Yemeni security forces and anti-government protesters clash violently, as Persian Gulf and U.S. officials press for a deal that would allow longtime President Ali Abdullah Saleh to leave office with immunity.
May 22, 2011
President Ali Abdullah Saleh refuses to sign the accord for him to step down with immunity, and a regional council says it is ceasing efforts for a deal.
May 26, 2011
Yemeni government forces push fighters opposed to President Ali Abdullah Saleh's regime from Sana's northern district.
May 31, 2011
Yemen's capital and other cities erupt into violent chaos after a cease-fire collapses between forces loyal to President Ali Abdullah Saleh and tribal fighters.
(Wadia Mohammed / EPA)
June 4, 2011
President Ali Abdullah Saleh leaves Yemen for treatment of injuries suffered in a rocket attack, a dramatic turn after two weeks of heavy fighting.
June 12, 2011
Despite their tenacity and desire to fashion a new order, protesters face a threat that it is the contest between President Ali Abdullah Saleh's family and a rival clan that will decide what change, if any, comes to Yemen.
Tribesmen loyal to anti-government protesters demanding an end to the rule of Yemeni President Ali Abdullah Saleh patrol a street in Sana, the capital.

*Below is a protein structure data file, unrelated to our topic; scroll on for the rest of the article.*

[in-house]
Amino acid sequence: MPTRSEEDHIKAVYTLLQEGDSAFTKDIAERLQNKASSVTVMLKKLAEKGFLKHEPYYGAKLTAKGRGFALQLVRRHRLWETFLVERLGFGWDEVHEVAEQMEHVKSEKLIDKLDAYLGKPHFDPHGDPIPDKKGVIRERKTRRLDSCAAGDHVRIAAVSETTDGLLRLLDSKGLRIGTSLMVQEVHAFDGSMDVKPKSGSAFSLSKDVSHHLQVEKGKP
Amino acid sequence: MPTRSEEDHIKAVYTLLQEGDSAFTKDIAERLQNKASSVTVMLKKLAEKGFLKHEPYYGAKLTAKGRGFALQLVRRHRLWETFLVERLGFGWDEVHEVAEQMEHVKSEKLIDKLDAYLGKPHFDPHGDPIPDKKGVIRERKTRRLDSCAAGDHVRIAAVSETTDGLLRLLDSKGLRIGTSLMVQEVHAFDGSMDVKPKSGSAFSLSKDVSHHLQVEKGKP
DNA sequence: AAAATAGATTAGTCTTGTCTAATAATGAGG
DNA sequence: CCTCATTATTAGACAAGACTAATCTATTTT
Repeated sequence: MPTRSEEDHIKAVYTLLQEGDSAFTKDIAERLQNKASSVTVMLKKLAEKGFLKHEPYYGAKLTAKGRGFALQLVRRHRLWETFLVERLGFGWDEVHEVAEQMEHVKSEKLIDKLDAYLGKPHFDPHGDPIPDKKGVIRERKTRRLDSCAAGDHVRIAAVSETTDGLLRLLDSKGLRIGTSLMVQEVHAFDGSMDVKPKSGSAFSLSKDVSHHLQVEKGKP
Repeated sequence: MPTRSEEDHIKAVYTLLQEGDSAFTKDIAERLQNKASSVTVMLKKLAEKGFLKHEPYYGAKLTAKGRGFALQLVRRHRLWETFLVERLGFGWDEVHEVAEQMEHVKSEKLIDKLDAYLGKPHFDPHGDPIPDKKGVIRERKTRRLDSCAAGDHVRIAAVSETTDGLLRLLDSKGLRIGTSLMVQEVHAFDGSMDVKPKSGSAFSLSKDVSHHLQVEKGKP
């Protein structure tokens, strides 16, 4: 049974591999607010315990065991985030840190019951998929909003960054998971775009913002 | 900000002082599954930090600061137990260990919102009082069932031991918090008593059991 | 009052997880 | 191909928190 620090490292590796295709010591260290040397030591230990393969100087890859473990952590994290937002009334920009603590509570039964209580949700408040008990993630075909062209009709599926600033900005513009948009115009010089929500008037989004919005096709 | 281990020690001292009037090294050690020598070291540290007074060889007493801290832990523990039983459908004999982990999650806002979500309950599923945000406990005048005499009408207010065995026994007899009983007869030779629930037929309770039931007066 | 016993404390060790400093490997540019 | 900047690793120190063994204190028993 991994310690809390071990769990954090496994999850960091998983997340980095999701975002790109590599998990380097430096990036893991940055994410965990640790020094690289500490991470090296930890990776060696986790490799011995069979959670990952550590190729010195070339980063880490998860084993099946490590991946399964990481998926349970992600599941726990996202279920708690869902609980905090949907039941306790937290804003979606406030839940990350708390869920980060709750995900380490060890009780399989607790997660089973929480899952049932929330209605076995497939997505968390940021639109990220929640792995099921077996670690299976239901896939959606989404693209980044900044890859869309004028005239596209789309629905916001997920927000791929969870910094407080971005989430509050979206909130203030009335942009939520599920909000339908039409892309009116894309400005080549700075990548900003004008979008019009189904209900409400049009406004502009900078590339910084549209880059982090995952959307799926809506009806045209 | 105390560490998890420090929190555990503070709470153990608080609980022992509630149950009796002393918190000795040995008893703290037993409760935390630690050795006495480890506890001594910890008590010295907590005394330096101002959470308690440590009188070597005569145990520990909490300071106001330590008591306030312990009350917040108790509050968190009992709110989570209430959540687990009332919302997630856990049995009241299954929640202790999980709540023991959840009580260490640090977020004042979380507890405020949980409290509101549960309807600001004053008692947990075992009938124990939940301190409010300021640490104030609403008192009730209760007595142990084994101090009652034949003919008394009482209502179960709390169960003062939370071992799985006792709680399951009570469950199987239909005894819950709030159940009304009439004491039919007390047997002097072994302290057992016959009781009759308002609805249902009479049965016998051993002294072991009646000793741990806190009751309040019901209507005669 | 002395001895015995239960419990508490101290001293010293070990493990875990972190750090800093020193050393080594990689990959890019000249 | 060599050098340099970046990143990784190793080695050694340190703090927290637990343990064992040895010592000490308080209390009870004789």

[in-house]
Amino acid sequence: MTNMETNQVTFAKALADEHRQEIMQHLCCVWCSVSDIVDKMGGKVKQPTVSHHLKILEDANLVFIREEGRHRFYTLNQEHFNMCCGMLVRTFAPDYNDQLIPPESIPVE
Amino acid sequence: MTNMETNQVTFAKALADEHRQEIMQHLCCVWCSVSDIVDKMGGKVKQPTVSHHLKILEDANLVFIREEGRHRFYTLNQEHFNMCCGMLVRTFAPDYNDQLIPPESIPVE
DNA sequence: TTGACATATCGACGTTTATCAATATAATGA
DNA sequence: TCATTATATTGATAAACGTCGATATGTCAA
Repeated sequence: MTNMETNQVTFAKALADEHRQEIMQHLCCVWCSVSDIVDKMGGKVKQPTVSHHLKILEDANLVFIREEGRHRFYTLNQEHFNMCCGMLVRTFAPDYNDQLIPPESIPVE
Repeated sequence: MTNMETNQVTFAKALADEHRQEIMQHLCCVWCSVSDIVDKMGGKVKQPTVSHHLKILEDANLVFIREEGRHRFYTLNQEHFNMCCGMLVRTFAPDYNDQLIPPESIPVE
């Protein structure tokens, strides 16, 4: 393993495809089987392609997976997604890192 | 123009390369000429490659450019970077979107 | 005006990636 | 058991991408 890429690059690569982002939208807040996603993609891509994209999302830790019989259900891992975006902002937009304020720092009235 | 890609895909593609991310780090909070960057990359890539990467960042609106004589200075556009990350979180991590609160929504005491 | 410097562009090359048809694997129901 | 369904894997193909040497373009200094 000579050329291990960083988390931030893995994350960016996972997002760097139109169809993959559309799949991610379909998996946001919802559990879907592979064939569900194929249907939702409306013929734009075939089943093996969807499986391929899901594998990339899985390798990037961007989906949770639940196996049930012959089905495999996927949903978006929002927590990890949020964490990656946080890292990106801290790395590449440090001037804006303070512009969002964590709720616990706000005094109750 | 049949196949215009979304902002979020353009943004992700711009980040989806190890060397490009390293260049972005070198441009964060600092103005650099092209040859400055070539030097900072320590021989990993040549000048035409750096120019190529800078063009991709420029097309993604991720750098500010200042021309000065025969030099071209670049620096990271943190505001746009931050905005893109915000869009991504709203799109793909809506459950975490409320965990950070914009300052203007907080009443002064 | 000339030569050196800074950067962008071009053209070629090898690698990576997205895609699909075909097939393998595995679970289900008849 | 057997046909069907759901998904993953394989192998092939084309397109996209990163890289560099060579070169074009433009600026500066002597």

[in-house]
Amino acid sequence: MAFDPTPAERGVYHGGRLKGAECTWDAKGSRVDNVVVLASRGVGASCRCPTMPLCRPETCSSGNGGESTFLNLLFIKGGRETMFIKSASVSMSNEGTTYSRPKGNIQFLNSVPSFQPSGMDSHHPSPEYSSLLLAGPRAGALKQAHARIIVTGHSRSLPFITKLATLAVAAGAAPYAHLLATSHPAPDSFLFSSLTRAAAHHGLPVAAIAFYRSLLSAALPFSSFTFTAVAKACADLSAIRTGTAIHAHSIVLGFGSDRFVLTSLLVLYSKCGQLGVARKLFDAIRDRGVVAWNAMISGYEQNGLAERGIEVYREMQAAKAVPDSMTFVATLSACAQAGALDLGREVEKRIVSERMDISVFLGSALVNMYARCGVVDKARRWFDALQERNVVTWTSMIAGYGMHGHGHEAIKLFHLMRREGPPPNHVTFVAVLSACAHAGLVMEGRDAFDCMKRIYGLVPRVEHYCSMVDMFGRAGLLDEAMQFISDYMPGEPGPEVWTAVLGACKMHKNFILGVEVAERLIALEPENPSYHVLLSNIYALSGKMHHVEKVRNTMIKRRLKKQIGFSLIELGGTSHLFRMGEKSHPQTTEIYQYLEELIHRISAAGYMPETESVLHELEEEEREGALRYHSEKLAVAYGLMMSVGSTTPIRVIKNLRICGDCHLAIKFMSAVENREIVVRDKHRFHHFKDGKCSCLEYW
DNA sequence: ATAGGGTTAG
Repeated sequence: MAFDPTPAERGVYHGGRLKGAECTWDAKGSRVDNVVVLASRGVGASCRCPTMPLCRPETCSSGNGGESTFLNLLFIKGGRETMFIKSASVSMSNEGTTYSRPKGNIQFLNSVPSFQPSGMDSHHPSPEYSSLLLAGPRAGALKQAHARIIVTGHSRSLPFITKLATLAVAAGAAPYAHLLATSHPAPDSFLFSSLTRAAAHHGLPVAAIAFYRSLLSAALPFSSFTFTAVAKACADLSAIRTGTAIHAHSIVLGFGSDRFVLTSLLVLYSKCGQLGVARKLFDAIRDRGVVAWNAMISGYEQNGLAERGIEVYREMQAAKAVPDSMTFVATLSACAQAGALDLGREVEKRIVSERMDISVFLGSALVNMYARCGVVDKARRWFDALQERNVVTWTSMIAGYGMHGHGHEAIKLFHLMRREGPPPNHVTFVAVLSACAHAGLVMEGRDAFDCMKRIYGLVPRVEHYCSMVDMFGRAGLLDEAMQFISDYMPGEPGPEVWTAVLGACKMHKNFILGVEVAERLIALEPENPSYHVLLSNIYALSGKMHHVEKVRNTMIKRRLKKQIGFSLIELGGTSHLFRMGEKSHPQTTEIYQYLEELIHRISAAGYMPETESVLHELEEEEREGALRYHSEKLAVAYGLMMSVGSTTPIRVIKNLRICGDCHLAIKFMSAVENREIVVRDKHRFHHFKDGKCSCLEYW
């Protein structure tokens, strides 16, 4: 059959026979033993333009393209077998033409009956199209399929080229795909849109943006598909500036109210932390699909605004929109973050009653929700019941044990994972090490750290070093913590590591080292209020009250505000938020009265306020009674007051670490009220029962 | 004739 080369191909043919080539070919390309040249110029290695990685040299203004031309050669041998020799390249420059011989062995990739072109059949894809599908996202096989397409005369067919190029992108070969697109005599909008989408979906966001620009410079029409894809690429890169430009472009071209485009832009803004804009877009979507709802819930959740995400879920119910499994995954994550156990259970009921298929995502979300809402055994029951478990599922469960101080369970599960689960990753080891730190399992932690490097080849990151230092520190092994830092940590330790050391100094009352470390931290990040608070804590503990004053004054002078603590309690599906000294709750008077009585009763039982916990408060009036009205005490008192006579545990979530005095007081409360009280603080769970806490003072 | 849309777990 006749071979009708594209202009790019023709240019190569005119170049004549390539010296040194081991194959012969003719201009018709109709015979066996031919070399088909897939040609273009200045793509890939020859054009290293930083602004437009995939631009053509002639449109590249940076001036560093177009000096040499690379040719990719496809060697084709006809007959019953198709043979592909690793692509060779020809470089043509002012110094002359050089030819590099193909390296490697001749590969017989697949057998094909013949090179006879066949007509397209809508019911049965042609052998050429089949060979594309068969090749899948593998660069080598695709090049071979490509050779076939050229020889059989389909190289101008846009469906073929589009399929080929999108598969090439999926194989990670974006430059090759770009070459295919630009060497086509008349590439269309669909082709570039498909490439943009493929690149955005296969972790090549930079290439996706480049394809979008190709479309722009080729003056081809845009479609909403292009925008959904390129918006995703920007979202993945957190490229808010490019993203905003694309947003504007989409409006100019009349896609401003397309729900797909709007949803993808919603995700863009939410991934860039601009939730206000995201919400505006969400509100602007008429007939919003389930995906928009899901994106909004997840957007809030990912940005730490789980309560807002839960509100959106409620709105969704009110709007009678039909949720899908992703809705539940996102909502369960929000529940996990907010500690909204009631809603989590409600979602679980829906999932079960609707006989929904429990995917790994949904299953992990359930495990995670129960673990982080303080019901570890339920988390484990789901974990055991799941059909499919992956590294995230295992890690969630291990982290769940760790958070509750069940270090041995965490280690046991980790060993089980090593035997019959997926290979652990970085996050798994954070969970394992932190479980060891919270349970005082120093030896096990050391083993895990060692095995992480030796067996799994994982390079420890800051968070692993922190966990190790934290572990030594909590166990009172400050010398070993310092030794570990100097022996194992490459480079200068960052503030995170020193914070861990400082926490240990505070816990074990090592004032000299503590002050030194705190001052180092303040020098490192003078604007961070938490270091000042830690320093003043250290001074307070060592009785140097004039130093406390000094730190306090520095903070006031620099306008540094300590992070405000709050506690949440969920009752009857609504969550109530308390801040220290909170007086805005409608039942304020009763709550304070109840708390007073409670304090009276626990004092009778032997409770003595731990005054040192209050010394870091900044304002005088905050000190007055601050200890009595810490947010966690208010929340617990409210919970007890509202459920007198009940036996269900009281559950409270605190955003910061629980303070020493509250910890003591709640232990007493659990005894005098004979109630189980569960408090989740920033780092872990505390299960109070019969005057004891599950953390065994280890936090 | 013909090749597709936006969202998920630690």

(Wadia Mohammed / EPA)
Sept. 15, 2011
Protesters have been struggling for months to overthrow President Ali Abdullah Saleh. But unity and order are in short supply.
(Yahya Arhab / EPA)
Sept. 18, 2011
Security forces open fire on tens of thousands of demonstrators in Yemen's capital, Sana, killing at least 26 protesters in one of the bloodiest days of the 9-month-old rebellion against President Ali Abdullah Saleh.
(Hani Mohammed / Associated Press)
Sept. 23, 2011
Nearly four months after he was severely wounded in an assassination attempt, President Ali Abdullah Saleh makes a surprise return to Yemen.
Oct. 8, 2011
With his country tilting toward civil war and powerful tribes and mutinous soldiers arrayed against him, Yemeni President Ali Abdullah Saleh again promises to step down soon.
Yemeni President Ali Abdullah Saleh, right, delivers a speech on state TV in which he said he would step down soon. Vice President Abdu Rabu Mansour Hadi sits to Saleh's right..
Nov. 23, 2011
After months of unrest that have brought his country to the edge of civil war, Yemen President Ali Abdullah Saleh signs an agreement in Saudi Arabia to hand over power to his vice president in a deal that leaves him immune from prosecution in the deaths of protesters.
Dec. 10, 2011
A unity government, part of a power-transfer agreement signed by President Ali Abdullah Saleh in November, is sworn in to office.
Yemeni Prime Minister Mohammed Basindwa, left, and Vice President Abdu Rabu Mansour Hadi arrive at the presidential palace in Sana.
(Asim Muhammed / Associated Press)
Dec. 24, 2011
President Ali Abdullah Saleh says he will soon leave for the United States to help make way for elections for his replacement.
Yemeni President Ali Abdullah Saleh speaks to reporters during a news conference at the presidential palace in Sana.
(Mohammed Hamoud / Associated Press)